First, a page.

Patients with confirmed thyroiditis must be managed conservatively with beta-blockers for symptomatic relief, anti-thyroid drugs, and radioiodine ablation must not be used as the hyperthyroidism is not due to excess hormone synthesis and uptake of radioiodine is low.[14] Most patients with thyroiditis eventually develop hypothyroidism as the initial surge in thyroid hormones released due to the damaged thyroid follicles is metabolized and need thyroxine supplementation. Our patient received beta-blocker for symptomatic relief until she had high levels of thyroid hormones. On follow-up, it was found that she had an elevated TSH, low free T4, and was diagnosed with hypothyroidism. She was started on thyroxine supplements.

This case substantiates that it is important to keep the association of lithium-induced hyperthyroidism in mind when caring for lithium-treated patients. Before initiating prophylaxis or treatment with lithium in bipolar affective disorders, the assessment of baseline thyroid function is recommended for all patients and subsequently should be repeated every year.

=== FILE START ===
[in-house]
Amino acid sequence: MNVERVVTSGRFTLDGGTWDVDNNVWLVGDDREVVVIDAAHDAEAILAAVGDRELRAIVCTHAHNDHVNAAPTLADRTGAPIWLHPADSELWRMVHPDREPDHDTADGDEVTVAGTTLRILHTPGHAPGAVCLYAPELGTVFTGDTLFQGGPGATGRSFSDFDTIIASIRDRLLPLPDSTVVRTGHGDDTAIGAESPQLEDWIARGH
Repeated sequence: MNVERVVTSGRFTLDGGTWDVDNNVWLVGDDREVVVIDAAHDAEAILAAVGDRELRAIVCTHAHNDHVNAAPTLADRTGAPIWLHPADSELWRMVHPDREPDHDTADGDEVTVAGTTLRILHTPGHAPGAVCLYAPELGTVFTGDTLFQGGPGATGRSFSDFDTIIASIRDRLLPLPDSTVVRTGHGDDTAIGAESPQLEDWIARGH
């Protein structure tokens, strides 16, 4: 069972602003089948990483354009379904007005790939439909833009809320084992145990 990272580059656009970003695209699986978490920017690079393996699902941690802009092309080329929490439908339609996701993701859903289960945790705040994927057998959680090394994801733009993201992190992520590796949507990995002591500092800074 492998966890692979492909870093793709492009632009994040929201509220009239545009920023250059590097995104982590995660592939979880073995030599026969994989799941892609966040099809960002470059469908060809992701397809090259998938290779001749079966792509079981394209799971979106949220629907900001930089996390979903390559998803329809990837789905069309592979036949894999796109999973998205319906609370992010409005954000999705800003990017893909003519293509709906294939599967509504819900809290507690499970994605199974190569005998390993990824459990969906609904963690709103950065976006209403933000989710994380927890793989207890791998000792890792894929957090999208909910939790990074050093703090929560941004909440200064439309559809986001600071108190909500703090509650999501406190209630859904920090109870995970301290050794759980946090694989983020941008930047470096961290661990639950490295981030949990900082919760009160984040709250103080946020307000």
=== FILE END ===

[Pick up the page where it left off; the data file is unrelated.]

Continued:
Learning points

  1. Lithium has profound effects on thyroid physiology, goiter, and hypothyroidism being the common manifestations
  2. Thyroid gland function should be tested before lithium therapy is commenced and monitored regularly during lithium therapy
  3. In case of lithium-induced thyroiditis, conservative management with supportive therapy and regular follow-up is indicated because most patients subsequently develop hypothyroidism.